|Publication number||US6168878 B1|
|Application number||US 09/208,895|
|Publication date||Jan 2, 2001|
|Filing date||Dec 10, 1998|
|Priority date||Oct 26, 1998|
|Publication number||09208895, 208895, US 6168878 B1, US 6168878B1, US-B1-6168878, US6168878 B1, US6168878B1|
|Inventors||Denis G. Fauteux, Martin Van Buren, Eric S. Kolb|
|Original Assignee||Mitsubishi Chemical Corporation|
|Export Citation||BiBTeX, EndNote, RefMan|
|Patent Citations (4), Referenced by (6), Classifications (13), Legal Events (4)|
|External Links: USPTO, USPTO Assignment, Espacenet|
This is a Continuation-In-Part of U.S. application Ser. No. 09/178,846, filed Oct. 26, 1998, now U.S. Pat. No. 6,045,937.
1. Field of the Invention
The present invention relates in general to secondary electrochemical cells, and more particularly, to lithium electrochemical cells having metallic current collectors and associated fabrication and chemical processes utilizing an in situ reduced additive which substantially precludes gas formation within the cell as a result of decomposition of solvents used in association with the electrolyte, and, wherein the additive itself is substantially precluded from forming a gas from its own decomposition during cell cycling and storage.
2. Background Art
Lithium batteries have been known in the art for several years. Furthermore, lithium batteries using liquid, gel, polymer, or plastic electrolytes which utilize metallic current collectors are likewise well known. While such electrolytes have been readily utilized, problems have been identified with respect to commercial solvents, utilized within the electrolyte, decomposing during cell cycling and storage. In particular, without the presence of at least a conventional additive within the cell to form a passivating layer, the solvent reacts with the electrode interface and partially decomposes during cycling and storage. Such a decomposition results in the formation of significant amounts of gas which adversely affect the cell's electrochemical performance, especially coulombic efficiency.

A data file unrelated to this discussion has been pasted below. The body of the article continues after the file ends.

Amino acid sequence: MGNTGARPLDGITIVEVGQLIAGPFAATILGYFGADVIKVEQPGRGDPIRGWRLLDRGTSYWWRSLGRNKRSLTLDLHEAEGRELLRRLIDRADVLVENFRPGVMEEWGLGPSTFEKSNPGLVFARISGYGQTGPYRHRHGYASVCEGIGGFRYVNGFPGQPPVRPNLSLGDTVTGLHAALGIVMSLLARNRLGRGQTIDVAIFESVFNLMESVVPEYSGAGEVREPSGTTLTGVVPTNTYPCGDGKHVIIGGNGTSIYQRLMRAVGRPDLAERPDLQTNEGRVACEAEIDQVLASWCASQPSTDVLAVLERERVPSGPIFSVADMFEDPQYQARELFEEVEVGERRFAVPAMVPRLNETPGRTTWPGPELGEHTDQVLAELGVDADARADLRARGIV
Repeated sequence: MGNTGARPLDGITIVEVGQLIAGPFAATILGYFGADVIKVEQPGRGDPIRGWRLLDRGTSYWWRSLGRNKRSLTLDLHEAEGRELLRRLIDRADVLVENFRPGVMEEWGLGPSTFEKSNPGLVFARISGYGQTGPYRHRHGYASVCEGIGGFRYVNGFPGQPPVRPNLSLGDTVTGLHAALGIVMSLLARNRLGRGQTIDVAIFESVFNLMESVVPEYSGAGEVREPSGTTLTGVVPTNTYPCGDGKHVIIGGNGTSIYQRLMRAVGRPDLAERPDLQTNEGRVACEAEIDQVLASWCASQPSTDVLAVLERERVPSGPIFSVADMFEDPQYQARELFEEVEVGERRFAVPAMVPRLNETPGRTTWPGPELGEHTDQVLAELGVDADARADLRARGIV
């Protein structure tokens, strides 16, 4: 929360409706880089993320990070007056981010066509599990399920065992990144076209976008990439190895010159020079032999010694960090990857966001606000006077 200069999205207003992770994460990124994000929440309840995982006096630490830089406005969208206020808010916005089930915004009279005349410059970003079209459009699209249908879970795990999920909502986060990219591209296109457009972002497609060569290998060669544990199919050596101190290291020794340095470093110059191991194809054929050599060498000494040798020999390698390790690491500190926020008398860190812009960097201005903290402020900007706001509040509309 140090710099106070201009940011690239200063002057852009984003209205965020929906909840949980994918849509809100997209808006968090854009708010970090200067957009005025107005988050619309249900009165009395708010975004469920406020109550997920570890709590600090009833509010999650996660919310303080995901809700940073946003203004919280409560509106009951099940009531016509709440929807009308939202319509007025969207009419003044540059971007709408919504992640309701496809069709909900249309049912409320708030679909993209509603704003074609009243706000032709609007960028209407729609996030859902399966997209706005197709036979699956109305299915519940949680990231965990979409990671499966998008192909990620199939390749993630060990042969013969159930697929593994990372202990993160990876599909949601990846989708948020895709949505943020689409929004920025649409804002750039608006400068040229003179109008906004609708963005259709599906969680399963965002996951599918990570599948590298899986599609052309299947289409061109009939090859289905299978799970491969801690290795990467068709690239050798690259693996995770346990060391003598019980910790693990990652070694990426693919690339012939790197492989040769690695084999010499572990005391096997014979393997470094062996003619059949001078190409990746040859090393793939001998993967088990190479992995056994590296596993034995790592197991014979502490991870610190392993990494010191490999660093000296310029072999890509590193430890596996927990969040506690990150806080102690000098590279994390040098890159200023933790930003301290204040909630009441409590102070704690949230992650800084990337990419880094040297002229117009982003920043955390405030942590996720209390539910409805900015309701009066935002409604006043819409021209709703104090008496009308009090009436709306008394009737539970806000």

Although conventional additives have been used to form a passivating layer which substantially blocks the solvent from contact with the electrode, problems nevertheless persist. Specifically, the additive itself undergoes decomposition during cell cycling and storage, and, such decomposition likewise results in the generation of significant amounts of gas within the cell.
The present invention is directed to an electrochemical cell having a controlled electrode surface comprising a first electrode and a second electrode wherein at least one of the first and second electrodes includes a metallic current collector having a surface, an electrolyte including at least one solvent, and an additive or a reduced additive associated with the surface of the metallic current collector. The reduced additive is substantially insoluble in the electrolyte and is preferably reduced in situ.